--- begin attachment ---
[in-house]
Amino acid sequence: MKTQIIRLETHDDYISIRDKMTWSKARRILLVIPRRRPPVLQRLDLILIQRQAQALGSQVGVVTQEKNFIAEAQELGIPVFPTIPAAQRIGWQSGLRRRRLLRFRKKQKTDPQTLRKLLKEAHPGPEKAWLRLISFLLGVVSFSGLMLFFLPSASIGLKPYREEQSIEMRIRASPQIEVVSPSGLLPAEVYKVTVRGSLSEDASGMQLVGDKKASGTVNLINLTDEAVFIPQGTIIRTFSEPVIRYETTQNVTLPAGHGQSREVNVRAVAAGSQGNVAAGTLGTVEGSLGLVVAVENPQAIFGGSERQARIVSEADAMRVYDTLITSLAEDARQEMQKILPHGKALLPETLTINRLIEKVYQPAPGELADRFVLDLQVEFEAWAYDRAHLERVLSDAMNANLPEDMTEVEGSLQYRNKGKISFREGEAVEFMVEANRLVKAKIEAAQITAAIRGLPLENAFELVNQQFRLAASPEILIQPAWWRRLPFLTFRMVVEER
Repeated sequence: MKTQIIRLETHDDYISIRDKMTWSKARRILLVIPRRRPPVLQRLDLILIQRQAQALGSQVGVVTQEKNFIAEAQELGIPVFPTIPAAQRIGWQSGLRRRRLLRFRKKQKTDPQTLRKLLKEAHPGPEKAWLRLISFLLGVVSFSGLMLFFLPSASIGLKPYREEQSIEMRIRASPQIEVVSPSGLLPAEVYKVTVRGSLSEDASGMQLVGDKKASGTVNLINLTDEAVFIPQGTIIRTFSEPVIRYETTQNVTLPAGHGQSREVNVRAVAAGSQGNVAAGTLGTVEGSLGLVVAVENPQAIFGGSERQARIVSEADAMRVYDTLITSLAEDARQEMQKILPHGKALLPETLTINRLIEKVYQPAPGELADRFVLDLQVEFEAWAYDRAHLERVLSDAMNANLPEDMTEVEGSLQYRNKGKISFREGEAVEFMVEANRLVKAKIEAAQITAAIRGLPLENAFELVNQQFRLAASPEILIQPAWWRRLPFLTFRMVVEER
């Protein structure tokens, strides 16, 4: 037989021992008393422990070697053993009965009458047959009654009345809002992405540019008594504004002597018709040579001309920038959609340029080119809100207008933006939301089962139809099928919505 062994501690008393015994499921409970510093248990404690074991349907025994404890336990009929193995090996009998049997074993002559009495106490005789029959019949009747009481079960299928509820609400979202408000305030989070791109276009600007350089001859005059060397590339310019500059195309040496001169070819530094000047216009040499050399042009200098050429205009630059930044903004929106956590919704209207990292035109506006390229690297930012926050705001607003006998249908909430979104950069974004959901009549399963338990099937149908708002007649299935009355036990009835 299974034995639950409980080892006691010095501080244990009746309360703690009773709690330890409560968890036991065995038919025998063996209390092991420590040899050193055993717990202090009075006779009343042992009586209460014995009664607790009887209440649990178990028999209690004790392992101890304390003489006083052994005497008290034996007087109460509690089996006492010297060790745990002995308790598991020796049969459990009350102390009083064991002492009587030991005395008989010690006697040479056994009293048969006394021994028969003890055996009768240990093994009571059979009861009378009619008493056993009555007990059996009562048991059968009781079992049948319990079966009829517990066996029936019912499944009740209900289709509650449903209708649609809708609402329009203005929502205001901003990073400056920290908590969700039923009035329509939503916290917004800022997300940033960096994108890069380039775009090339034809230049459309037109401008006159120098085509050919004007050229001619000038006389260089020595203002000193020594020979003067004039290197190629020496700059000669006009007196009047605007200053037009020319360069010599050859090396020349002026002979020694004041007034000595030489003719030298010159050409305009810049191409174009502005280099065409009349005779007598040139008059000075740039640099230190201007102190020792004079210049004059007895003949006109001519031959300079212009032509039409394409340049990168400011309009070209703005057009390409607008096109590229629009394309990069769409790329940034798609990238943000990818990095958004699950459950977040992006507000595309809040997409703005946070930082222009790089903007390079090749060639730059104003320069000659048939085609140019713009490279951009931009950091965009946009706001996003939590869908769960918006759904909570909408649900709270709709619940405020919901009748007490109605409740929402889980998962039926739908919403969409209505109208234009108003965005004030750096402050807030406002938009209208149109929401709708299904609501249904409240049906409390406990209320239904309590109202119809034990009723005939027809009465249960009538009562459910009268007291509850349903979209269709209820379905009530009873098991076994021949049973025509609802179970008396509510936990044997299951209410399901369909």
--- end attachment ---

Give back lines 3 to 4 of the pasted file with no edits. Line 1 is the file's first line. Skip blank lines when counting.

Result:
Repeated sequence: MKTQIIRLETHDDYISIRDKMTWSKARRILLVIPRRRPPVLQRLDLILIQRQAQALGSQVGVVTQEKNFIAEAQELGIPVFPTIPAAQRIGWQSGLRRRRLLRFRKKQKTDPQTLRKLLKEAHPGPEKAWLRLISFLLGVVSFSGLMLFFLPSASIGLKPYREEQSIEMRIRASPQIEVVSPSGLLPAEVYKVTVRGSLSEDASGMQLVGDKKASGTVNLINLTDEAVFIPQGTIIRTFSEPVIRYETTQNVTLPAGHGQSREVNVRAVAAGSQGNVAAGTLGTVEGSLGLVVAVENPQAIFGGSERQARIVSEADAMRVYDTLITSLAEDARQEMQKILPHGKALLPETLTINRLIEKVYQPAPGELADRFVLDLQVEFEAWAYDRAHLERVLSDAMNANLPEDMTEVEGSLQYRNKGKISFREGEAVEFMVEANRLVKAKIEAAQITAAIRGLPLENAFELVNQQFRLAASPEILIQPAWWRRLPFLTFRMVVEER
């Protein structure tokens, strides 16, 4: 037989021992008393422990070697053993009965009458047959009654009345809002992405540019008594504004002597018709040579001309920038959609340029080119809100207008933006939301089962139809099928919505 062994501690008393015994499921409970510093248990404690074991349907025994404890336990009929193995090996009998049997074993002559009495106490005789029959019949009747009481079960299928509820609400979202408000305030989070791109276009600007350089001859005059060397590339310019500059195309040496001169070819530094000047216009040499050399042009200098050429205009630059930044903004929106956590919704209207990292035109506006390229690297930012926050705001607003006998249908909430979104950069974004959901009549399963338990099937149908708002007649299935009355036990009835 299974034995639950409980080892006691010095501080244990009746309360703690009773709690330890409560968890036991065995038919025998063996209390092991420590040899050193055993717990202090009075006779009343042992009586209460014995009664607790009887209440649990178990028999209690004790392992101890304390003489006083052994005497008290034996007087109460509690089996006492010297060790745990002995308790598991020796049969459990009350102390009083064991002492009587030991005395008989010690006697040479056994009293048969006394021994028969003890055996009768240990093994009571059979009861009378009619008493056993009555007990059996009562048991059968009781079992049948319990079966009829517990066996029936019912499944009740209900289709509650449903209708649609809708609402329009203005929502205001901003990073400056920290908590969700039923009035329509939503916290917004800022997300940033960096994108890069380039775009090339034809230049459309037109401008006159120098085509050919004007050229001619000038006389260089020595203002000193020594020979003067004039290197190629020496700059000669006009007196009047605007200053037009020319360069010599050859090396020349002026002979020694004041007034000595030489003719030298010159050409305009810049191409174009502005280099065409009349005779007598040139008059000075740039640099230190201007102190020792004079210049004059007895003949006109001519031959300079212009032509039409394409340049990168400011309009070209703005057009390409607008096109590229629009394309990069769409790329940034798609990238943000990818990095958004699950459950977040992006507000595309809040997409703005946070930082222009790089903007390079090749060639730059104003320069000659048939085609140019713009490279951009931009950091965009946009706001996003939590869908769960918006759904909570909408649900709270709709619940405020919901009748007490109605409740929402889980998962039926739908919403969409209505109208234009108003965005004030750096402050807030406002938009209208149109929401709708299904609501249904409240049906409390406990209320239904309590109202119809034990009723005939027809009465249960009538009562459910009268007291509850349903979209269709209820379905009530009873098991076994021949049973025509609802179970008396509510936990044997299951209410399901369909």